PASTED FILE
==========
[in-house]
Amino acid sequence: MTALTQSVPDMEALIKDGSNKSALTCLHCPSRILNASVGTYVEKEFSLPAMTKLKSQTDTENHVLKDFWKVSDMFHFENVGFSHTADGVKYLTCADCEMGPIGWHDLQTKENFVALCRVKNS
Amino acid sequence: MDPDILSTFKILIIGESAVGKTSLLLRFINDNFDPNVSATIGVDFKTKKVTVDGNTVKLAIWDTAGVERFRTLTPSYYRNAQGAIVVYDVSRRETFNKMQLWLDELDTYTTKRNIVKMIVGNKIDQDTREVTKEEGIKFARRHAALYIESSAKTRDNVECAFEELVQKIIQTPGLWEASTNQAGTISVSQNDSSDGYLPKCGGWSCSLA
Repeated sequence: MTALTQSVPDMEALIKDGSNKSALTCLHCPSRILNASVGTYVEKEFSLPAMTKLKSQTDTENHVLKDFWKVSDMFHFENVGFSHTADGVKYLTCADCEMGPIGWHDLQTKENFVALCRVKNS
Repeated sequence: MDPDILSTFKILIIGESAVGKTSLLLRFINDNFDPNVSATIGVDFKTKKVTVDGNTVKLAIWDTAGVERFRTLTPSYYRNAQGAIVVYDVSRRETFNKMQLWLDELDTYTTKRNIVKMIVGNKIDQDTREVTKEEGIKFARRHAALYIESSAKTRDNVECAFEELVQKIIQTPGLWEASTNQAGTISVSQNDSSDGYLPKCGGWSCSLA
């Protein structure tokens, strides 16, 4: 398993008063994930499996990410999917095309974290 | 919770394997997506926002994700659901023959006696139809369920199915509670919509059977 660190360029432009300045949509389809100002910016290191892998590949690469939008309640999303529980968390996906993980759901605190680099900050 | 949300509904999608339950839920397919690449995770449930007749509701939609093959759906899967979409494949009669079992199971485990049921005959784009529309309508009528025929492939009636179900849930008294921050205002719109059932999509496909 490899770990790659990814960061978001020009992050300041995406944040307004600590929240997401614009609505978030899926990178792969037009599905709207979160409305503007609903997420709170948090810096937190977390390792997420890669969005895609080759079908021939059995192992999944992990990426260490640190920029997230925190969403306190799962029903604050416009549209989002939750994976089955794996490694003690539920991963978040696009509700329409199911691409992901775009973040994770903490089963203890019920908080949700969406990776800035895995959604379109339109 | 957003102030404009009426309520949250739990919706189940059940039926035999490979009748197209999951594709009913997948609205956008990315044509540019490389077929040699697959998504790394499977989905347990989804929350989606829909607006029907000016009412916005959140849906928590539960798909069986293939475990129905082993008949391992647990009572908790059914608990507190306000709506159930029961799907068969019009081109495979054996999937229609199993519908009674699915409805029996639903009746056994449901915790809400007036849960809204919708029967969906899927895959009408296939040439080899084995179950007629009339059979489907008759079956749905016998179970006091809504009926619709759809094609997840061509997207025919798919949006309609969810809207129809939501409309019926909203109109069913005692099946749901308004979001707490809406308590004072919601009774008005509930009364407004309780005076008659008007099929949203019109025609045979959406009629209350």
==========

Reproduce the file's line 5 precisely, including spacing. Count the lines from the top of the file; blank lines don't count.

Repeated sequence: MDPDILSTFKILIIGESAVGKTSLLLRFINDNFDPNVSATIGVDFKTKKVTVDGNTVKLAIWDTAGVERFRTLTPSYYRNAQGAIVVYDVSRRETFNKMQLWLDELDTYTTKRNIVKMIVGNKIDQDTREVTKEEGIKFARRHAALYIESSAKTRDNVECAFEELVQKIIQTPGLWEASTNQAGTISVSQNDSSDGYLPKCGGWSCSLA